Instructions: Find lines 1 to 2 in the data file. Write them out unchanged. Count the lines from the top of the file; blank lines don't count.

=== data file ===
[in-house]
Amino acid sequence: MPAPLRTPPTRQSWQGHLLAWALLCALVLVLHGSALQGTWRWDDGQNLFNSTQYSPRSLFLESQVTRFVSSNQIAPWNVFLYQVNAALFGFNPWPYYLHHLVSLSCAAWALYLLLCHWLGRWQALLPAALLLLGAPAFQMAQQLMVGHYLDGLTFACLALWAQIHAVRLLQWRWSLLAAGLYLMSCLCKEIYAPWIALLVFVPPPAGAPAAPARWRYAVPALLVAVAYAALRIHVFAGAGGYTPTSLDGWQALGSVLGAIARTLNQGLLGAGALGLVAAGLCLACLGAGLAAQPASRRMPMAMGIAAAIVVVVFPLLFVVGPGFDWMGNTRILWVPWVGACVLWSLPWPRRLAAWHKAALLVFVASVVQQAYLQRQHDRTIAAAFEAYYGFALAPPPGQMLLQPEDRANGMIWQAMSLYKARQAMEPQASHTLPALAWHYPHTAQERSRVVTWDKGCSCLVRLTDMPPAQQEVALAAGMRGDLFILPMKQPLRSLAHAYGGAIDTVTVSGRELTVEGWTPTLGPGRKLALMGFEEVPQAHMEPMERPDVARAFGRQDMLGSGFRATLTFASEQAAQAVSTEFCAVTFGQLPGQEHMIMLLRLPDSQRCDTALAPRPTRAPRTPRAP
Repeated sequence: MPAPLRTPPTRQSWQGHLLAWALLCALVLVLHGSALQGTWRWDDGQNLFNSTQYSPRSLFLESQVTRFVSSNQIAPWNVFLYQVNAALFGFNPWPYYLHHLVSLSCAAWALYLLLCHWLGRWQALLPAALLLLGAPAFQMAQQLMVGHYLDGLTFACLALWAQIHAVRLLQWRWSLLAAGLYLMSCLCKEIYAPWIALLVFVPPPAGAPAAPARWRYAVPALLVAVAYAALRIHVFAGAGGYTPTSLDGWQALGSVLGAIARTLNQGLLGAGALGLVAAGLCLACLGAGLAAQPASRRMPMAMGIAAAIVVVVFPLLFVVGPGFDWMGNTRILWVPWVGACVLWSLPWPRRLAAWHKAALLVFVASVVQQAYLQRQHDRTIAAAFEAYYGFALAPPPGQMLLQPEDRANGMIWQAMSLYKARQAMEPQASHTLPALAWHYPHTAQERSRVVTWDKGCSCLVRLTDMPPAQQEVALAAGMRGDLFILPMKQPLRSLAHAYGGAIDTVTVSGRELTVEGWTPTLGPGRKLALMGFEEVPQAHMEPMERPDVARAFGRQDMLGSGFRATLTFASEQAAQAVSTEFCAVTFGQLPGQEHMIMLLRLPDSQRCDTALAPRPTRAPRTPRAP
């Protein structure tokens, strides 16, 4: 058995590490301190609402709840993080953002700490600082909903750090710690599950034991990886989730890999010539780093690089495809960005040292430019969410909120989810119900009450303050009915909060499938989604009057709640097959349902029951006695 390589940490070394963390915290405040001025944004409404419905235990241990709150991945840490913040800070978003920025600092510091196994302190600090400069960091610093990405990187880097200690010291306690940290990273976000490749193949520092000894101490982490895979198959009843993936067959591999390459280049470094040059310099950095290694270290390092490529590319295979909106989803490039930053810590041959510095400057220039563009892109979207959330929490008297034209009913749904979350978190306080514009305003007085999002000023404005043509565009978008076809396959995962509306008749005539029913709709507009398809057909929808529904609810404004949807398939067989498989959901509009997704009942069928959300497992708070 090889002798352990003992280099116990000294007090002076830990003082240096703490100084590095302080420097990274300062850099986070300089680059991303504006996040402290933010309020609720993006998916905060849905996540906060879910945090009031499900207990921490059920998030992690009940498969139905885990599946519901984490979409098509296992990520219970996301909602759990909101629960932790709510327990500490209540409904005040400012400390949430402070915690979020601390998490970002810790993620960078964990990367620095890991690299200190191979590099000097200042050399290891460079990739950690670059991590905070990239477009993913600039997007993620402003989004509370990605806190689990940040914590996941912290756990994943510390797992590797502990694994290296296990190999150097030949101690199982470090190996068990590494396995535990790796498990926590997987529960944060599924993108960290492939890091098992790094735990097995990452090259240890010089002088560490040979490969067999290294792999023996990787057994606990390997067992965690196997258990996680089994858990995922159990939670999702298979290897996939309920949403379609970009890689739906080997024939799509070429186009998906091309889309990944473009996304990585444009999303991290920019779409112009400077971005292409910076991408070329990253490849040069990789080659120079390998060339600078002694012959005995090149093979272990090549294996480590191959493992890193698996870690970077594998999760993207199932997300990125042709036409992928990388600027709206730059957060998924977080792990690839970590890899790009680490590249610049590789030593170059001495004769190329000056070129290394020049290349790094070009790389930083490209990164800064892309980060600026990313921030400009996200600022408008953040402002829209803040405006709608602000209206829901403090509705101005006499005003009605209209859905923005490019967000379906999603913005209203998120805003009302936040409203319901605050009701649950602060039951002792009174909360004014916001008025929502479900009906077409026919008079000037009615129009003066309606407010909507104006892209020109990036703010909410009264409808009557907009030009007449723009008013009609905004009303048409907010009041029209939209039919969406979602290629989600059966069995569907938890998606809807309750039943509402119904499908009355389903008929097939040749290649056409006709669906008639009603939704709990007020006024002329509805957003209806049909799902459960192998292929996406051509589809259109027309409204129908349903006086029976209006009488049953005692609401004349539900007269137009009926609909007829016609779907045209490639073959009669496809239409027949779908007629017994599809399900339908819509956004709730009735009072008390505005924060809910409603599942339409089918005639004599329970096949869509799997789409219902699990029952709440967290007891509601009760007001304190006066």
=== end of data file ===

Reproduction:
[in-house]
Amino acid sequence: MPAPLRTPPTRQSWQGHLLAWALLCALVLVLHGSALQGTWRWDDGQNLFNSTQYSPRSLFLESQVTRFVSSNQIAPWNVFLYQVNAALFGFNPWPYYLHHLVSLSCAAWALYLLLCHWLGRWQALLPAALLLLGAPAFQMAQQLMVGHYLDGLTFACLALWAQIHAVRLLQWRWSLLAAGLYLMSCLCKEIYAPWIALLVFVPPPAGAPAAPARWRYAVPALLVAVAYAALRIHVFAGAGGYTPTSLDGWQALGSVLGAIARTLNQGLLGAGALGLVAAGLCLACLGAGLAAQPASRRMPMAMGIAAAIVVVVFPLLFVVGPGFDWMGNTRILWVPWVGACVLWSLPWPRRLAAWHKAALLVFVASVVQQAYLQRQHDRTIAAAFEAYYGFALAPPPGQMLLQPEDRANGMIWQAMSLYKARQAMEPQASHTLPALAWHYPHTAQERSRVVTWDKGCSCLVRLTDMPPAQQEVALAAGMRGDLFILPMKQPLRSLAHAYGGAIDTVTVSGRELTVEGWTPTLGPGRKLALMGFEEVPQAHMEPMERPDVARAFGRQDMLGSGFRATLTFASEQAAQAVSTEFCAVTFGQLPGQEHMIMLLRLPDSQRCDTALAPRPTRAPRTPRAP